Great leaders focus on process than on managing people

News - 04.10.2017 - Posted by

Kotsanai Matereke, Chief Operating Officer (COO) at Soko last week during the latest Kenyan acceleration workshop spoke to the Kenyan cohort on matters relating to understanding a company’s value generation. He discussed the importance of identifying what problem your business is trying to solve and how to develop frameworks to improve on your business’ value generation.

Kotsanai has vast experience in business development and is passionate about people, knowledge transfer, training and business. He joined Soko during its early stages as a consultant and shortly after that, he was absorbed within the organisation as a Manager, then later a Director. He rose up the ranks to Managing Director (Kenya) before being appointed as the Chief Strategy Officer and today he holds the position of Chief Operating officer.Soko is an ethical African fashion brand that works with marginalised artisans in Kenya, Uganda and Ethiopia connecting them to a vibrant and competitive international fashion market using technology. Founded by three ambitious women; Ella Peinovich, Catherine Mahugu and Gwendolyn Floyd, Soko uses an innovative mobile-to-web Enterprise Resource Planning (ERP) solution that connects the independent artisans directly to their global customers. When Soko was  in the Kenyan cohort, the acceleration programme served as a great platform to clearly define the venture’s vision and mission.

Kotsanai Matereke, Chief Operating Officer at Soko during the workshop

The key element in value generation for any product as shared by Kotsanai, is developing a strong logic model. He broke it down further and explained that to achieve this model it is important for the entrepreneur to begin with defining the problem their business is trying to solve. Defining the problem helps avoid a situation whereby you are selling a product that nobody wants with the hope that it will eventually gain traction. Every business owner must understand why they are building the business and for whom and this must be addressed at the onset of the business. When an entrepreneur is aware of the problem they are trying to solve then every smart idea that is developed will always be aligned and applicable to the problem being addressed.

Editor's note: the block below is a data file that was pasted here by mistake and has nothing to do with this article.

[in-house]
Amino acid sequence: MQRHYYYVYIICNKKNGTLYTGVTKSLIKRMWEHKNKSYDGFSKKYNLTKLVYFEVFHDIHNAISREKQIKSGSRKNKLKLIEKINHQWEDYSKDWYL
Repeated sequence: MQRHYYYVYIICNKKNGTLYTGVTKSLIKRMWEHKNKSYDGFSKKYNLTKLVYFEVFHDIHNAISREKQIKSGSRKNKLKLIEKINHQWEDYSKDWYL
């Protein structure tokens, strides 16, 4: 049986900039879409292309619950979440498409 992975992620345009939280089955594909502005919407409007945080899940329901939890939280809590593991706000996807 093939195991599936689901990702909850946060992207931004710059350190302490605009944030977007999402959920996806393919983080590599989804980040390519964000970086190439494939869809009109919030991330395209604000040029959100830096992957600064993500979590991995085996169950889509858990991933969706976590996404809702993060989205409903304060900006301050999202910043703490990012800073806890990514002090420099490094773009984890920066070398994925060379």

The opportunity is vividly seen when the problem is clearly defined and articulated thus an applicable and sustainable solution is generated more efficiently. The entrepreneur having defined the problem and developed a sustainable solution, can then focus on building the value generation.

Value generation encompasses various elements such as;

  • Building a value delivery system that addresses getting the right product for the customer
  • Understanding the constraints that exist around the business
  • Developing a decision matrix that helps you check the idea against the problem being solved to avoid creating new constraints
  • Training people with capabilities within the team to help make decisions in developing the right assumptions and scenarios to ensure that the business maintains a competitive edge
  • Understanding that the operations of the business cannot support everyday change since change is consistent and expensive. This means you need a strong logic model that supports movement of goods, the customer experience as well as the team.
  • Understanding where the product is, where it should be and if the customers are giving the right feedback about it
  • Consistency – this requires developing process flows and patterns that customers adhere to at any given point

Kenyan cohort following keenly through the Value generation session

Kotsanai added that entrepreneurs need to develop documented Standard Operation Procedures (SOPs) that clearly define key processes to help ensure consistent and quality output from their teams. “Great leaders focus on process rather than on managing people,” Kotsanai stated. As an entrepreneur you will need to have patience in training your teams to maintain the business output.

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